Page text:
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Conflict management in an online classroom

I had the pleasure of being interviewed by Marina Kostina, the author of “Teach Online,” for her blog series at Effective Online Teaching & Training a few weeks ago.  We talked about conflict management in a virtual classroom.  Here is the video of our interview.

Other cyberpsychology articles and resources:

Blog “Positively Media:  How we connect and thrive through emerging technologies” by Pamela Rutledge.

The Dark Sides of Our Digital Self by Steven Handel.

The Emotional Reality of Virtual Relationships by Nancy J. Smyth.

Understanding Interpersonal Drama in Virtual Worlds by Nancy J. Smyth.

The Cyberbullying Research Center http://www.cyberbullying.us/.

StopBullying.gov provides information from various government agencies on how kids, teens, young adults, parents, educators and others in the community can prevent or stop bullying.

If you need immediate help, contact:

National Suicide Prevention Lifeline
1-800-273-TALK (8255)
It is there 24/7. It is free and confidential.

The Trevor Project is determined to end suicide among LBGT teens and young adults by providing resources and a nationwide, 24-hour hotline.
866-4-U-TREVOR (866-488-7386).

By | 2011-12-05T22:16:31+00:00 December 5th, 2011|Communication, Conflict Management, Learning|0 Comments

Can computer games help us make better decisions in life?

World of Uncertainty Supported by the Engineering and Physical Sciences Research Council (EPSRC), a team at Queen’s University Belfast is exploring whether people can be trained to make better decisions by improving their ability to recognize and make allowances for their subjective opinions and biases. This interdisciplinary project harnesses leading-edge expertise in mathematics, statistics, critical thinking, knowledge management and educational psychology.  The team has developed a prototype that could be built on by commercial games manufacturers and turned into an e-learning or training tool for professionals and for the general public.  Here is how the researchers describe the “World of Uncertainty” game:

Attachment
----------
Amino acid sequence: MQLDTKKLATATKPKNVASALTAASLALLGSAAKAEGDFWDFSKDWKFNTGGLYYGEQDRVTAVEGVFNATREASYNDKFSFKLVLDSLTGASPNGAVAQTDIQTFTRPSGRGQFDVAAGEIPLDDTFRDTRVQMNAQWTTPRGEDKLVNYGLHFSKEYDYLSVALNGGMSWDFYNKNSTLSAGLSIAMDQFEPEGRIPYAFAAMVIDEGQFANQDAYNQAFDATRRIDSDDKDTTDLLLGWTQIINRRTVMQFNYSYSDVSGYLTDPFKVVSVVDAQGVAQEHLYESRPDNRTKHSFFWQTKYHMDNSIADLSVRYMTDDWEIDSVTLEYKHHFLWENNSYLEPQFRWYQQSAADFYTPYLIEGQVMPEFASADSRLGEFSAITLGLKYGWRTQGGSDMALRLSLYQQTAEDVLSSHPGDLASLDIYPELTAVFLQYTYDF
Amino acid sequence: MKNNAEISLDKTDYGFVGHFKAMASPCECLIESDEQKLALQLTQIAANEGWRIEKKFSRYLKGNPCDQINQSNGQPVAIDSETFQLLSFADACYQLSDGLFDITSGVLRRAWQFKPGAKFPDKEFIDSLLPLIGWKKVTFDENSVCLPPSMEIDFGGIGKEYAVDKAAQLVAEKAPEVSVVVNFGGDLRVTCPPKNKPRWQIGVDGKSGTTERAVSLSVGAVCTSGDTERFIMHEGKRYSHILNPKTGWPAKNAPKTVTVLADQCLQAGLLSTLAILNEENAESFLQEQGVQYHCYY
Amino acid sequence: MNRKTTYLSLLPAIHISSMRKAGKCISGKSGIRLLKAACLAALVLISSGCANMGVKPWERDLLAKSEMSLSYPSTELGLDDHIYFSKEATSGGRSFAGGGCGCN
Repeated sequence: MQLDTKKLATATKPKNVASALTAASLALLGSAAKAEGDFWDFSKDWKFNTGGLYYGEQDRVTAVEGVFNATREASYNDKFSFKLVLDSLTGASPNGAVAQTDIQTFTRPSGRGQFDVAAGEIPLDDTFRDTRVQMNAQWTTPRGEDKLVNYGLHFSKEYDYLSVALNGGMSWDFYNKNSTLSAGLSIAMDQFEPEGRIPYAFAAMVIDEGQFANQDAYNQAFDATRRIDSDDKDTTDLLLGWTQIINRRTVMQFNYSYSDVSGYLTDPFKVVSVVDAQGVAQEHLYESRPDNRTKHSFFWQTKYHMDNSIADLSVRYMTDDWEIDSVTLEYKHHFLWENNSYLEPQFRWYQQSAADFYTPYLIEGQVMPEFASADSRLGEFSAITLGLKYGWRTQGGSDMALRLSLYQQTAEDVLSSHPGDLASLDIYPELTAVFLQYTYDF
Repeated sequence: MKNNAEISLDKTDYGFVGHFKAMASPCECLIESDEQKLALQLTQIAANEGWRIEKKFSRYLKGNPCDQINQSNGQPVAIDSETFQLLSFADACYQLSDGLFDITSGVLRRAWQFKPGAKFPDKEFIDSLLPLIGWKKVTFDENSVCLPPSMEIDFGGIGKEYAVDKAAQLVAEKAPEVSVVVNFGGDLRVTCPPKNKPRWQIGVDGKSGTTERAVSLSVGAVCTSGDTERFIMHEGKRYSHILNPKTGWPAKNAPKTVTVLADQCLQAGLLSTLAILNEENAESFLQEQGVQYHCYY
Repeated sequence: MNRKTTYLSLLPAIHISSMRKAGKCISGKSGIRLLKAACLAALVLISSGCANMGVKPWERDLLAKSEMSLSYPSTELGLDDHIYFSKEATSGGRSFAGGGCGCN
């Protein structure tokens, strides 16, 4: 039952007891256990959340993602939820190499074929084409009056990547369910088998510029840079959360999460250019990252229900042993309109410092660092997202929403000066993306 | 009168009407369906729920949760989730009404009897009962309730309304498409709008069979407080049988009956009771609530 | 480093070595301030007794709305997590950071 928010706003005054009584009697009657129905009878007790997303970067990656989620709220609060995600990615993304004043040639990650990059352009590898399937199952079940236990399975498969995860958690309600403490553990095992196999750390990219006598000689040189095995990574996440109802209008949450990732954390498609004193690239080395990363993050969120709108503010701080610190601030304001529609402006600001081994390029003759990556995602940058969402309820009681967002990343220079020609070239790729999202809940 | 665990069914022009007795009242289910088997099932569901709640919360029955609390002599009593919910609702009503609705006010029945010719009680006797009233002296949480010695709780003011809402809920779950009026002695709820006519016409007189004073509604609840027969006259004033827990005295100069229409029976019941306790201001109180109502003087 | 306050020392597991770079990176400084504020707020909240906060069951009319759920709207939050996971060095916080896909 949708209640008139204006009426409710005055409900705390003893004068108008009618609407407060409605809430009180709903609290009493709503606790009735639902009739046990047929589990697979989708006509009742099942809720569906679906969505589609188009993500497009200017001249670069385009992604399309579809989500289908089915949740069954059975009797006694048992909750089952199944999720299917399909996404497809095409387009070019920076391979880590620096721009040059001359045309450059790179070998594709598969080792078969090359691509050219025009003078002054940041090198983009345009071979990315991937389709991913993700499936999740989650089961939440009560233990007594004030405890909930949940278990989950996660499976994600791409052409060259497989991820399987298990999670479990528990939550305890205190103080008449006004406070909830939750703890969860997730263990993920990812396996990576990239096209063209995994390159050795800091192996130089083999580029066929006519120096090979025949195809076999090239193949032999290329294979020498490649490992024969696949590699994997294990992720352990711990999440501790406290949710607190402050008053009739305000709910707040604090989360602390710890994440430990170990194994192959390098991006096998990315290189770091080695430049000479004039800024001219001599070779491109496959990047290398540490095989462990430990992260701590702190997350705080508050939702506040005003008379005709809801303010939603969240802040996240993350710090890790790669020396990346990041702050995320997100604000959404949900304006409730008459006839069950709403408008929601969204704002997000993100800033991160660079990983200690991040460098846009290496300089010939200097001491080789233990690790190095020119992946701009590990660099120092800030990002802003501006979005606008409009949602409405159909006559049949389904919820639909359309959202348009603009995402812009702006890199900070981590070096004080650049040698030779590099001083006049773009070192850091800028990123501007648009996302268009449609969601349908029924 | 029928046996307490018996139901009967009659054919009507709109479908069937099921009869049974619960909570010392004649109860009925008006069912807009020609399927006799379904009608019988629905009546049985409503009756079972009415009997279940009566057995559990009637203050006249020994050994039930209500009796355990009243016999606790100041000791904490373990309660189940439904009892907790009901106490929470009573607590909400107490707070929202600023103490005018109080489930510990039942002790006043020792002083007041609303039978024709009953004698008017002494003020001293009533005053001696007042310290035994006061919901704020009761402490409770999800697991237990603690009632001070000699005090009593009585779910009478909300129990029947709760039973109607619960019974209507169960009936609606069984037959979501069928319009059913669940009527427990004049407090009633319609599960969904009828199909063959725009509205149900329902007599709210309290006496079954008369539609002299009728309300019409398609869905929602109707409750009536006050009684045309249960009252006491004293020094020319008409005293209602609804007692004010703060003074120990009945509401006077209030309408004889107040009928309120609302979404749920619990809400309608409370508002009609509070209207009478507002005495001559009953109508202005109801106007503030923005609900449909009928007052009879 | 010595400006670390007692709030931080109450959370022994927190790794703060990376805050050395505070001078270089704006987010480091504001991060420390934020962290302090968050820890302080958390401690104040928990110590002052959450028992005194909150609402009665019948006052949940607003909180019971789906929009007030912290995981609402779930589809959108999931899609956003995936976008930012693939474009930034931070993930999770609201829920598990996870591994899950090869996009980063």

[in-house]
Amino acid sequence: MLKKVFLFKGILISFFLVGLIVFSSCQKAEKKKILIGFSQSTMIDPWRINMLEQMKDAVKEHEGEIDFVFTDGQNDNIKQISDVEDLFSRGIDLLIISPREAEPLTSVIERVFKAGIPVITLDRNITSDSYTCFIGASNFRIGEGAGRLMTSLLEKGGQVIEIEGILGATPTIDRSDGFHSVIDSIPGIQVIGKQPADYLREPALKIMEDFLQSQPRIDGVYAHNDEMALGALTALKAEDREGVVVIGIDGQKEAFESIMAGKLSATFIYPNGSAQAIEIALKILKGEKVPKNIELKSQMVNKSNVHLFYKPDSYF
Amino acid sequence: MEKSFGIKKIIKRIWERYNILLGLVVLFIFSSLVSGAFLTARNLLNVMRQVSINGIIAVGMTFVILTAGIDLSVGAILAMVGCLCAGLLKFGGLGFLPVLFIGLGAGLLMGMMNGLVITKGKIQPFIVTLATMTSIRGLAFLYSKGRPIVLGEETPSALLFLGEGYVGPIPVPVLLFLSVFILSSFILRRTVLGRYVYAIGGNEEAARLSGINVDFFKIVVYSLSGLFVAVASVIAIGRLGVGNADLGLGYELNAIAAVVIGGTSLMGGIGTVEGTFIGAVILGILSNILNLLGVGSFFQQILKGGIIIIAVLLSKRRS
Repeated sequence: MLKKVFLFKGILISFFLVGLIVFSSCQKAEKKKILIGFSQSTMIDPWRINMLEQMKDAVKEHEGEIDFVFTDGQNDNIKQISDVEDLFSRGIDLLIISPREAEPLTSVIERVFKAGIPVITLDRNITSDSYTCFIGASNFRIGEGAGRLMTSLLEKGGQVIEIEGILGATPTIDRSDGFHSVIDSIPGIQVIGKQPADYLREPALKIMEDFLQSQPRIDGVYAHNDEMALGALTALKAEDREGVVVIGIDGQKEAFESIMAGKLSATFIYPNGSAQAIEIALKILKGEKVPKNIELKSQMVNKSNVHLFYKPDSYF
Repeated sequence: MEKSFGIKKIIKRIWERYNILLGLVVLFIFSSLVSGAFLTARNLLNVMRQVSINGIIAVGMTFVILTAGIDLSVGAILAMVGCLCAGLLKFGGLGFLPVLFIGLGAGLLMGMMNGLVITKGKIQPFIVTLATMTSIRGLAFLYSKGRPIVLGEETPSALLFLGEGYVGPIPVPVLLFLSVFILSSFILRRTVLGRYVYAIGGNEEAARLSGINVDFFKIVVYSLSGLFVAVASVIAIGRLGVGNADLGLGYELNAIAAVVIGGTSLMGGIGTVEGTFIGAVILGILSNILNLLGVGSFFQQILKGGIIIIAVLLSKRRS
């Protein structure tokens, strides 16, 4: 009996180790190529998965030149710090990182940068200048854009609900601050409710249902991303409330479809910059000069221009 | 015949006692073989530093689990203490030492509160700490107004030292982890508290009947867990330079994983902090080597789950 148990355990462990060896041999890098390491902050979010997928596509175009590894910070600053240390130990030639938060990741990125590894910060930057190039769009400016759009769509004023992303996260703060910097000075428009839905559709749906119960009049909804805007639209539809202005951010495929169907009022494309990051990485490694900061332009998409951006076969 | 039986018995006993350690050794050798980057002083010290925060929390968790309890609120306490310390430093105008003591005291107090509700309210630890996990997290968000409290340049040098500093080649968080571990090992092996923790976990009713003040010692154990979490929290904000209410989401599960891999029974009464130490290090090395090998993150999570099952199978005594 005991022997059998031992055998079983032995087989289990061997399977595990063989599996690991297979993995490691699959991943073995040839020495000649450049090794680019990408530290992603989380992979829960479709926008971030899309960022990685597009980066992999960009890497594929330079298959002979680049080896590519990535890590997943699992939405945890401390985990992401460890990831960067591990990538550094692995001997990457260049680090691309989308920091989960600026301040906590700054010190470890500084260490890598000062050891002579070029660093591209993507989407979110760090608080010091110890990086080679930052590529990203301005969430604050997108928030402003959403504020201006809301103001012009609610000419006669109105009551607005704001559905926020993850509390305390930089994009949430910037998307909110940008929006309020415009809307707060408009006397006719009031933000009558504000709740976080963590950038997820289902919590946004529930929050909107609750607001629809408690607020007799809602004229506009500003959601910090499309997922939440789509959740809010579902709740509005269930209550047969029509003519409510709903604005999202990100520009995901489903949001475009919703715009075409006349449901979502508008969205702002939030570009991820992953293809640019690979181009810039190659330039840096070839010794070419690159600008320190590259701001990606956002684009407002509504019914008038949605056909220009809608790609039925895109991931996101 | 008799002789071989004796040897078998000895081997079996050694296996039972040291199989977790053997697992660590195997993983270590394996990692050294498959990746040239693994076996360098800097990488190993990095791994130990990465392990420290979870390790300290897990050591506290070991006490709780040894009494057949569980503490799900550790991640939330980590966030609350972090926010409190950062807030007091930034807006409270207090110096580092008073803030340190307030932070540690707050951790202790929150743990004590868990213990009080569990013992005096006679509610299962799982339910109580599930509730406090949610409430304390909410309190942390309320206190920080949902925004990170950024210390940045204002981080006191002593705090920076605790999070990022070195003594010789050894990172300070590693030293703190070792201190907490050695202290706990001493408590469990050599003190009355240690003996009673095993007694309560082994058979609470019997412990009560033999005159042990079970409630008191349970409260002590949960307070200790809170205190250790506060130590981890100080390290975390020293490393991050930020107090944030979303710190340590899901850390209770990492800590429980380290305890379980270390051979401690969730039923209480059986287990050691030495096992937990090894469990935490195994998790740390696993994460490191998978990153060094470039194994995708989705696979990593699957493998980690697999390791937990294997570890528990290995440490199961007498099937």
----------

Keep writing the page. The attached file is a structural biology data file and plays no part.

“The game uses multiple choice questions on a variety of subjects. However this is not just an ordinary quiz. Its main purpose is to improve and calibrate players’ certainty and sense of probabilities rather than subject knowledge. Thus the topic of the quiz or difficulty level became irrelevant so long as the player enjoys the quiz and is motivated to achieve higher score. On answering each question, the player has to indicate his/her confidence as accurately as possible using interactive slider. As a player adjusts the slider, corresponding payoffs for correct and incorrect outcomes will be shown. This payoff function designed to encourage the honest and accurate confidence judgment. In addition to immediate feedback, players can access results of all completed quizzes and calibration charts from personal profiles. Detailed feedback helps to correct over/under confidence in quantifying internal probabilities.”

Over 500 members of the general public, as well as many students from Queen’s and Dundalk Institute of Technology, have already tried out the prototype.  The prototype game allows you to increase your accuracy in answering questions and train to quantify your confidence.  It is available for anyone to try out at http://quiz.worldofuncertainty.org/.

By | 2011-01-20T18:37:02+00:00 January 20th, 2011|Learning, Peak Performance, Perception|0 Comments